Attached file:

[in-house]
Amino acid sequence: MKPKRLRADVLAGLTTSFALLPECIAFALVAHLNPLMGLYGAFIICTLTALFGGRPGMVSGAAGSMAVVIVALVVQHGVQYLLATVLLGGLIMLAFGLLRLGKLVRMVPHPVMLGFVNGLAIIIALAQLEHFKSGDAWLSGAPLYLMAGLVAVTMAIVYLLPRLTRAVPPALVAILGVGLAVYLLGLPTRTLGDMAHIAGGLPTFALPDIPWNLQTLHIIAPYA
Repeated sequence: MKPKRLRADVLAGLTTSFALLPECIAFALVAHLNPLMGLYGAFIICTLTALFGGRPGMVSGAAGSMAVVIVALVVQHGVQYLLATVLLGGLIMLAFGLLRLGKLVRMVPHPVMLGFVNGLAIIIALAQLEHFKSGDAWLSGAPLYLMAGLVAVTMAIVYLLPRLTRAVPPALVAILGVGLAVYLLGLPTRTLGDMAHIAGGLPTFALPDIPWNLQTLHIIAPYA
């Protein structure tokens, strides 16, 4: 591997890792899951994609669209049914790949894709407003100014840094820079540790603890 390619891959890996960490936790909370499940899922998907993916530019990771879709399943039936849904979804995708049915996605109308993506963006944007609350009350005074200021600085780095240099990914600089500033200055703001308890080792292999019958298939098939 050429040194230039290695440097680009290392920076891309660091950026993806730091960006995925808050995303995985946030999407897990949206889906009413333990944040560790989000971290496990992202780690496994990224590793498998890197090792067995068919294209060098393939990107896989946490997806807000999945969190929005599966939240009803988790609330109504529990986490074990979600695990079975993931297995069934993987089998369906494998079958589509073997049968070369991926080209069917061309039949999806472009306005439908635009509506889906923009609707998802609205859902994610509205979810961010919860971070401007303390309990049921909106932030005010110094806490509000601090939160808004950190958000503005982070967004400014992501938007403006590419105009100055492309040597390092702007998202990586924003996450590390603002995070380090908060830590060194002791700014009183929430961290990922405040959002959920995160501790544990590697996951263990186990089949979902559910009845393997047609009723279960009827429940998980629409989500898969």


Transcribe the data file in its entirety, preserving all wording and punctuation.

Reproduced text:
[in-house]
Amino acid sequence: MKPKRLRADVLAGLTTSFALLPECIAFALVAHLNPLMGLYGAFIICTLTALFGGRPGMVSGAAGSMAVVIVALVVQHGVQYLLATVLLGGLIMLAFGLLRLGKLVRMVPHPVMLGFVNGLAIIIALAQLEHFKSGDAWLSGAPLYLMAGLVAVTMAIVYLLPRLTRAVPPALVAILGVGLAVYLLGLPTRTLGDMAHIAGGLPTFALPDIPWNLQTLHIIAPYA
Repeated sequence: MKPKRLRADVLAGLTTSFALLPECIAFALVAHLNPLMGLYGAFIICTLTALFGGRPGMVSGAAGSMAVVIVALVVQHGVQYLLATVLLGGLIMLAFGLLRLGKLVRMVPHPVMLGFVNGLAIIIALAQLEHFKSGDAWLSGAPLYLMAGLVAVTMAIVYLLPRLTRAVPPALVAILGVGLAVYLLGLPTRTLGDMAHIAGGLPTFALPDIPWNLQTLHIIAPYA
């Protein structure tokens, strides 16, 4: 591997890792899951994609669209049914790949894709407003100014840094820079540790603890 390619891959890996960490936790909370499940899922998907993916530019990771879709399943039936849904979804995708049915996605109308993506963006944007609350009350005074200021600085780095240099990914600089500033200055703001308890080792292999019958298939098939 050429040194230039290695440097680009290392920076891309660091950026993806730091960006995925808050995303995985946030999407897990949206889906009413333990944040560790989000971290496990992202780690496994990224590793498998890197090792067995068919294209060098393939990107896989946490997806807000999945969190929005599966939240009803988790609330109504529990986490074990979600695990079975993931297995069934993987089998369906494998079958589509073997049968070369991926080209069917061309039949999806472009306005439908635009509506889906923009609707998802609205859902994610509205979810961010919860971070401007303390309990049921909106932030005010110094806490509000601090939160808004950190958000503005982070967004400014992501938007403006590419105009100055492309040597390092702007998202990586924003996450590390603002995070380090908060830590060194002791700014009183929430961290990922405040959002959920995160501790544990590697996951263990186990089949979902559910009845393997047609009723279960009827429940998980629409989500898969």